Turn-of-the-century Paris was the beating heart of a rapidly changing world. But the City of Light was also a violent place. Criminals eagerly took advantage of the inventive nature of the age--the first getaway car, increasingly dangerous weapons, more creative disguises. The police battled back with a weapon of their own: Alphonse Bertillon, the world's greatest detective, the inventor of the mug shot and the crime-scene photo, and a brilliant innovator who pioneered the new science of criminal investigation. Then on August 21, 1911, came a crime like none other: Leonardo da Vinci's "Mona Lisa" was stolen from the Louvre. It was assumed that Bertillon would quickly solve the mystery and retrieve the painting. It would not be so simple.
In "The Crimes of Paris," Dorothy and Thomas Hoobler tell the gripping story of the theft and the investigation that followed. Bertillon and his associates would pursue clues leading them into the world of avant-garde artists, cheap apartments in Montmartre and Montparnasse, cabarets, and from this first great mystery into yet others. Their suspects would be everyone from the poet Guillaume Apollinaire to J. P. Morgan to Pablo Picasso. A vivid tapestry of Paris, daring thieves, and relentless investigators, "The Crimes of Paris" is a heart-pounding true-crime thriller of the highest order, as well as a brilliant account of the modern detective.
"Part fast-paced thriller and part social history, The Crimes of Paris is a book you can't put down. I found it to be irresistibly engrossing."-Michael Connelly * Michael Connelly *
"Set in the early 20th century against the theft of the Mona Lisa from the Louvre, The Crimes of Paris takes an evocative look at the darker side of the City of Light. An engrossing tale of a city vibrant with artists-even a young Picasso was involved in the theft-poets, anarchists, aristocratic and street thieves, belle epoque scandals, and the pioneers of crime detection. Delectable, compelling, and intriguing."-Cara Black, author of Murder in the Marais * Cara Black *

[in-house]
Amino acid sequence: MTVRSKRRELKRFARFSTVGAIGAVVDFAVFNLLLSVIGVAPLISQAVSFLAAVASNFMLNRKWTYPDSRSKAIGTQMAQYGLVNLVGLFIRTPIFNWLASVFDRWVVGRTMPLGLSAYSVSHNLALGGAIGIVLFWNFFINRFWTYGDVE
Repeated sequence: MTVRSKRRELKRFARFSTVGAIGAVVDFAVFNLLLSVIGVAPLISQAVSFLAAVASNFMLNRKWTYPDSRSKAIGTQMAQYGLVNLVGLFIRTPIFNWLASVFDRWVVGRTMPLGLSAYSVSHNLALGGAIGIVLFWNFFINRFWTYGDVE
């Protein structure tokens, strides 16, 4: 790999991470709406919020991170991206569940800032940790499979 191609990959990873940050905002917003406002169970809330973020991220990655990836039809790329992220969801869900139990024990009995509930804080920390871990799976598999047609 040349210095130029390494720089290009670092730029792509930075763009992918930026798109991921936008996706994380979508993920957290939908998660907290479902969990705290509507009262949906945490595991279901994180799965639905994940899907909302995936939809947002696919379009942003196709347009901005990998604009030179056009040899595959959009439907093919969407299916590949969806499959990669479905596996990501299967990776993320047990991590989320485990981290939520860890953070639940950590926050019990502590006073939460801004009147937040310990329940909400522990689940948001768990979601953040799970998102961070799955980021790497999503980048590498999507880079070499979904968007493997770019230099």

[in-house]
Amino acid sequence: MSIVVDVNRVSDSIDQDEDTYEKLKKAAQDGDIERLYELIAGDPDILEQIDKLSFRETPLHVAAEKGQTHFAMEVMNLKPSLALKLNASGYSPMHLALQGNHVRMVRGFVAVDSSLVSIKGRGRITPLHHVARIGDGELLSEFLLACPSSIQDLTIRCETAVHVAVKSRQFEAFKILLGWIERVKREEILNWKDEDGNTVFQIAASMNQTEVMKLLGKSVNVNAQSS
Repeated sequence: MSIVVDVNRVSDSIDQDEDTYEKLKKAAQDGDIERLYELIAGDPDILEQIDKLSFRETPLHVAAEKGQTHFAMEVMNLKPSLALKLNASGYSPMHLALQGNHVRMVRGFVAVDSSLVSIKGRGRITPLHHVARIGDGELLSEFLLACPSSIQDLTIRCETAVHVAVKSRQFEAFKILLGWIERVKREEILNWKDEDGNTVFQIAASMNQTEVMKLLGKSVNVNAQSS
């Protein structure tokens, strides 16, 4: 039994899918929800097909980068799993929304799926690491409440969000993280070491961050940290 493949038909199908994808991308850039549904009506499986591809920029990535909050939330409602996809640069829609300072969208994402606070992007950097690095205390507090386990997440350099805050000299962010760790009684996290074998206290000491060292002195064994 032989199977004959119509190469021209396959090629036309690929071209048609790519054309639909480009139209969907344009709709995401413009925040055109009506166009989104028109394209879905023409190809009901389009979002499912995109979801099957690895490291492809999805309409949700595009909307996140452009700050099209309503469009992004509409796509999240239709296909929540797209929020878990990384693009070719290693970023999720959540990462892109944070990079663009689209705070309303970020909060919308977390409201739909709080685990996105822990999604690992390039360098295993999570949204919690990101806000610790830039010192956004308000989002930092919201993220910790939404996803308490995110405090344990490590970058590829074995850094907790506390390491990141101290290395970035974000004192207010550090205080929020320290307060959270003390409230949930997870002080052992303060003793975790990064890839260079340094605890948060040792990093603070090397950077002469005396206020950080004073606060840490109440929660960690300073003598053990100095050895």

"[An] engrossing forensic history. . . . [Its] lively portraits . . . [and] anecdotes buzz with energy."-Washington Post * Washington Post *
"A thorough and at times disturbing view of turn-of-the-century Paris, and its crimes and passions. . . . Francophiles and true-crime lovers will find the book a fascinating read."-Minneapolis Star-Tribune * Minneapolis Star-Tribune *
"The theft of the Mona Lisa in 1911 brings on stage Vicdocq and Bertillon as scientific investigators, Apollinaire and Picasso as possible villains, as well as leading lights of the Belle Epoque in supporting roles as a worldwide investigation gets underway. It's high adventure throughout. The notes and bibliography alone are worth the price of the book."-Peter Skinner, ForeWord -- Peter Skinner * ForeWord *
TheftChapter One - The City of LightChapter Two - Searching for a WomanChapter Three - Sympathy for the DevilChapter Four - Science vs. CrimeChapter Five - The Man Who Measured PeopleChapter Six - The SuspectsChapter Seven - The Motor BanditsChapter Eight - The ThiefChapter Nine - Cherchez la FemmeChapter Ten - The Greatest CrimeAfterword - The MastermindAcknowledgmentsNotesBibliographyIndex
Number Of Pages: 400
Published: 1st October 2010
Publisher: University of Nebraska Press
Country of Publication: US
Dimensions (cm): 22.86 x 15.24
Weight (kg): 0.54